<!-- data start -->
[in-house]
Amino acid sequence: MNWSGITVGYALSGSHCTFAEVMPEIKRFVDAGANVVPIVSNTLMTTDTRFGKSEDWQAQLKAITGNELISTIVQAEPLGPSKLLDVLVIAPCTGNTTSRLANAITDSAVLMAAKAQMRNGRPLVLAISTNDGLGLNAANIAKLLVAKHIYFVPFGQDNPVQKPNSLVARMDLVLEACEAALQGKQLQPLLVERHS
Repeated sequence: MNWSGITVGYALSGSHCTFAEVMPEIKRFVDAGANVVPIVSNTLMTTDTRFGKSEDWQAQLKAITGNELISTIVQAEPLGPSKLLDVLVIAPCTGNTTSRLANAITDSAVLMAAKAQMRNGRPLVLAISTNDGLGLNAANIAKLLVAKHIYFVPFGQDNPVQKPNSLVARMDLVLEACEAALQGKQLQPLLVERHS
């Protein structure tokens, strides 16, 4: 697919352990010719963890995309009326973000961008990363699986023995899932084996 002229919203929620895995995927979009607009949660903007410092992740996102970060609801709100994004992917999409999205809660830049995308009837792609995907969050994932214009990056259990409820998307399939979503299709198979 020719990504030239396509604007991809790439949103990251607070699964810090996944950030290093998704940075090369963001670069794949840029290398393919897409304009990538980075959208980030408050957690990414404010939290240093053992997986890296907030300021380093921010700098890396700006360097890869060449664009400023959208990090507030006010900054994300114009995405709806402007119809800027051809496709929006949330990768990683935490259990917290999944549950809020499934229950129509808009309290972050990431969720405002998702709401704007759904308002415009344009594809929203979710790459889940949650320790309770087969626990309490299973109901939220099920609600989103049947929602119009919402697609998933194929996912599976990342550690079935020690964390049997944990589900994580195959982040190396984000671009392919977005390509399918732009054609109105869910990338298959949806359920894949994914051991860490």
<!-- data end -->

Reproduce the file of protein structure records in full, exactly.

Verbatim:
[in-house]
Amino acid sequence: MNWSGITVGYALSGSHCTFAEVMPEIKRFVDAGANVVPIVSNTLMTTDTRFGKSEDWQAQLKAITGNELISTIVQAEPLGPSKLLDVLVIAPCTGNTTSRLANAITDSAVLMAAKAQMRNGRPLVLAISTNDGLGLNAANIAKLLVAKHIYFVPFGQDNPVQKPNSLVARMDLVLEACEAALQGKQLQPLLVERHS
Repeated sequence: MNWSGITVGYALSGSHCTFAEVMPEIKRFVDAGANVVPIVSNTLMTTDTRFGKSEDWQAQLKAITGNELISTIVQAEPLGPSKLLDVLVIAPCTGNTTSRLANAITDSAVLMAAKAQMRNGRPLVLAISTNDGLGLNAANIAKLLVAKHIYFVPFGQDNPVQKPNSLVARMDLVLEACEAALQGKQLQPLLVERHS
């Protein structure tokens, strides 16, 4: 697919352990010719963890995309009326973000961008990363699986023995899932084996 002229919203929620895995995927979009607009949660903007410092992740996102970060609801709100994004992917999409999205809660830049995308009837792609995907969050994932214009990056259990409820998307399939979503299709198979 020719990504030239396509604007991809790439949103990251607070699964810090996944950030290093998704940075090369963001670069794949840029290398393919897409304009990538980075959208980030408050957690990414404010939290240093053992997986890296907030300021380093921010700098890396700006360097890869060449664009400023959208990090507030006010900054994300114009995405709806402007119809800027051809496709929006949330990768990683935490259990917290999944549950809020499934229950129509808009309290972050990431969720405002998702709401704007759904308002415009344009594809929203979710790459889940949650320790309770087969626990309490299973109901939220099920609600989103049947929602119009919402697609998933194929996912599976990342550690079935020690964390049997944990589900994580195959982040190396984000671009392919977005390509399918732009054609109105869910990338298959949806359920894949994914051991860490």